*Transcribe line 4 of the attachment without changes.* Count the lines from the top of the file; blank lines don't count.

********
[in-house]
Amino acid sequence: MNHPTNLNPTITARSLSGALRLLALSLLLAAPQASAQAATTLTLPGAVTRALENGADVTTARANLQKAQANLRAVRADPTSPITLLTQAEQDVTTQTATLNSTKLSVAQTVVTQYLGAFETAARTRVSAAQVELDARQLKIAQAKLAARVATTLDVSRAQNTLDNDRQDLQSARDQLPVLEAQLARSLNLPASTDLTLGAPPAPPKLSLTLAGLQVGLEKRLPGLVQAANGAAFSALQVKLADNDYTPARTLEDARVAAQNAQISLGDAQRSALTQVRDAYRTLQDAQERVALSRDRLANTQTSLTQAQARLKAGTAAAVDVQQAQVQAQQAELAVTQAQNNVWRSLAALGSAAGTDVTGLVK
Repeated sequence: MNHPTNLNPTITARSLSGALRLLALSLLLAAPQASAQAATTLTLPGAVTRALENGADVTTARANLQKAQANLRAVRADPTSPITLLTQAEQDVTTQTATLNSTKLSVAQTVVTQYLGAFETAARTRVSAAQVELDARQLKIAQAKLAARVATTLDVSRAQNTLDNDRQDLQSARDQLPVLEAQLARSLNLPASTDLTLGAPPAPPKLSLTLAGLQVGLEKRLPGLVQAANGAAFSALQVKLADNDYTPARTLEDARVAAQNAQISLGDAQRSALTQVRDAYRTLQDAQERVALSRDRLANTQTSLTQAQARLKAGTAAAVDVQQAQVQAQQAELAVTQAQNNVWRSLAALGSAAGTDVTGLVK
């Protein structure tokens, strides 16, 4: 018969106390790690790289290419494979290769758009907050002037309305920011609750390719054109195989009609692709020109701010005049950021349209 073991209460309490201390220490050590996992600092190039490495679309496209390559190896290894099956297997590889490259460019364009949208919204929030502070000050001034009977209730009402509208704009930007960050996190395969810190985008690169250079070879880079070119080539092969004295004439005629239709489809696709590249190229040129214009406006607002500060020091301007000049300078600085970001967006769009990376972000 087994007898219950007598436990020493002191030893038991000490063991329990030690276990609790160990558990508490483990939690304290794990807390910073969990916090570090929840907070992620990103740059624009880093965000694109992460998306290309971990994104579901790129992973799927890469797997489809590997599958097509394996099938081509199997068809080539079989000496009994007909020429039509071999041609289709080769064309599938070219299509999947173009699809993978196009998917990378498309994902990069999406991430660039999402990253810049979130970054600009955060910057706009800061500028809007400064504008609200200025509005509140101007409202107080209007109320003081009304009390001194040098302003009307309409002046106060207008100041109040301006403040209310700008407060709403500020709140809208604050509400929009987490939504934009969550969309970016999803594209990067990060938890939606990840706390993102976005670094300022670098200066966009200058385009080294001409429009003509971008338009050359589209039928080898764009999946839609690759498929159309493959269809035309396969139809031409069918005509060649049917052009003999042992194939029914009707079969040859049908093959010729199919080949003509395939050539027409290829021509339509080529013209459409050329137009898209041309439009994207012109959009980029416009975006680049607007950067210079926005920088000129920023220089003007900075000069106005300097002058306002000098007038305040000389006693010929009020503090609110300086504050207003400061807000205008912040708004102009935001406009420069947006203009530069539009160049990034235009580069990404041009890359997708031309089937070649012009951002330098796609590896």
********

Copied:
């Protein structure tokens, strides 16, 4: 018969106390790690790289290419494979290769758009907050002037309305920011609750390719054109195989009609692709020109701010005049950021349209 073991209460309490201390220490050590996992600092190039490495679309496209390559190896290894099956297997590889490259460019364009949208919204929030502070000050001034009977209730009402509208704009930007960050996190395969810190985008690169250079070879880079070119080539092969004295004439005629239709489809696709590249190229040129214009406006607002500060020091301007000049300078600085970001967006769009990376972000 087994007898219950007598436990020493002191030893038991000490063991329990030690276990609790160990558990508490483990939690304290794990807390910073969990916090570090929840907070992620990103740059624009880093965000694109992460998306290309971990994104579901790129992973799927890469797997489809590997599958097509394996099938081509199997068809080539079989000496009994007909020429039509071999041609289709080769064309599938070219299509999947173009699809993978196009998917990378498309994902990069999406991430660039999402990253810049979130970054600009955060910057706009800061500028809007400064504008609200200025509005509140101007409202107080209007109320003081009304009390001194040098302003009307309409002046106060207008100041109040301006403040209310700008407060709403500020709140809208604050509400929009987490939504934009969550969309970016999803594209990067990060938890939606990840706390993102976005670094300022670098200066966009200058385009080294001409429009003509971008338009050359589209039928080898764009999946839609690759498929159309493959269809035309396969139809031409069918005509060649049917052009003999042992194939029914009707079969040859049908093959010729199919080949003509395939050539027409290829021509339509080529013209459409050329137009898209041309439009994207012109959009980029416009975006680049607007950067210079926005920088000129920023220089003007900075000069106005300097002058306002000098007038305040000389006693010929009020503090609110300086504050207003400061807000205008912040708004102009935001406009420069947006203009530069539009160049990034235009580069990404041009890359997708031309089937070649012009951002330098796609590896």